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Langhans

Abstract :Laserscanners are used for steering laserbeams, for example in lasermarking machines. The beam steering must be as fast and precise as possible. Time constants are in the order of milliseconds. PID controls, tuned for maximum speed, often do not achieve the required accuracy, while the tradeoff for highest accuracy is lower speed. This conflict can be resolved by making the control parameters suitable functions of the error signal. This method is patented [1] . Its feasibility has been demonstrated experimentally.

Scanning head of a laser marker from Baasel Lasertech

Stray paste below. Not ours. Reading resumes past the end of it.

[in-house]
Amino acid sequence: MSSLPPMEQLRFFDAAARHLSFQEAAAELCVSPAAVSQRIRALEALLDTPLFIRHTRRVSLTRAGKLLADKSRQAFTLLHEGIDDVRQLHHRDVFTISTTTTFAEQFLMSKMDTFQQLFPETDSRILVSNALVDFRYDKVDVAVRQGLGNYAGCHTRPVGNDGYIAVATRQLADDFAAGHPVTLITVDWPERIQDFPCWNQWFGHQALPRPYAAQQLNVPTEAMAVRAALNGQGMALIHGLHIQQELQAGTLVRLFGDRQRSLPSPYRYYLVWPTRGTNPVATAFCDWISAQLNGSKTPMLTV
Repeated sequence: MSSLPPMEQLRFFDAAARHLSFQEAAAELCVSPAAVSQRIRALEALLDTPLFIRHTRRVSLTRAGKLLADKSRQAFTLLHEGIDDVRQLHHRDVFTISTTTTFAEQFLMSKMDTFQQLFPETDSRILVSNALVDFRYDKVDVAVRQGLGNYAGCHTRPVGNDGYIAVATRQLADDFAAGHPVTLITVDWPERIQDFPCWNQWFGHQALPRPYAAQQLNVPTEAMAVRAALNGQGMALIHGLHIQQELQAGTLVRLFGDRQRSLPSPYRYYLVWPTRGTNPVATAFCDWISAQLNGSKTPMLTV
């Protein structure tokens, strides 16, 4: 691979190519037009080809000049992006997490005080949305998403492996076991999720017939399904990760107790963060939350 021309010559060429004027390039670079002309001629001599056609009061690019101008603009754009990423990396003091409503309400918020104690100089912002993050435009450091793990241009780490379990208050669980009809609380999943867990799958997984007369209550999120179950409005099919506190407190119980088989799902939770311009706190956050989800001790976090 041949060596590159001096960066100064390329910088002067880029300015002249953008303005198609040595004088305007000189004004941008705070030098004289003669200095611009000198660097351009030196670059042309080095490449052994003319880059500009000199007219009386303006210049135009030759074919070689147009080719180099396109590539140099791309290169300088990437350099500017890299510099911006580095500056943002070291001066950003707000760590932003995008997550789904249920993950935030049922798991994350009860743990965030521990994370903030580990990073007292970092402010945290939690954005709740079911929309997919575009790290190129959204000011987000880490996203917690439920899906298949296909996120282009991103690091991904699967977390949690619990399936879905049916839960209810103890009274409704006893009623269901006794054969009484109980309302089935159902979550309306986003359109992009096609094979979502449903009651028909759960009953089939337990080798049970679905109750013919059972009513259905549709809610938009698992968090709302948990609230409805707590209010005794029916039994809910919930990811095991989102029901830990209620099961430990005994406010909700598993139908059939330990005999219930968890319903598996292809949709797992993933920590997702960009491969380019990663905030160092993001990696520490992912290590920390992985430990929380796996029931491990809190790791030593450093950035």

There are many methods to adjust control parameters depending on other variables like e.g. the error signal. These methods are called Gain Scheduling or Gain Switching. Two new methods to adapt control parameters for improving the position control of laser scanners are presented here: an adaptive adjustment of the proportional part and of the integrating part of a PID-control. Since this new concept is suitable for high speed control, we call it RAPID-control ( Result-Adaptive PID control ). A laser scanner consists of a rotary magnet with a laser mirror attached to it. By applying a voltage to a coil, the magnet can be rotated and thus a laserbeam, which is reflected by the mirror, can be steered. A capacitive sensor on the axis measures the angle. With two orthogonal scanners, a laser beam can be steered in x and y in a plane ( figure 1 ). Such a system can be used for cutting or marking of workpieces of various materials. The functionality of the new control concept has been proven by measurements on a real laser scanner. The laser scanner was connected to a “hardware-in-the-loop” simulation system ( SIMULINK/The Math Works Inc. and ControlDesk/dSPACE GmbH ). This system allows a quick changeover from simulation to the real control process ( so called rapid control prototyping ). P-Adaption reduces residual error It is known, that a fixed P- or PD-control will correct the real output value the faster and with higher precision, the higher the control loop gain is. The maximum value for the gain, however, is limited, because the control can overshoot and start ringing.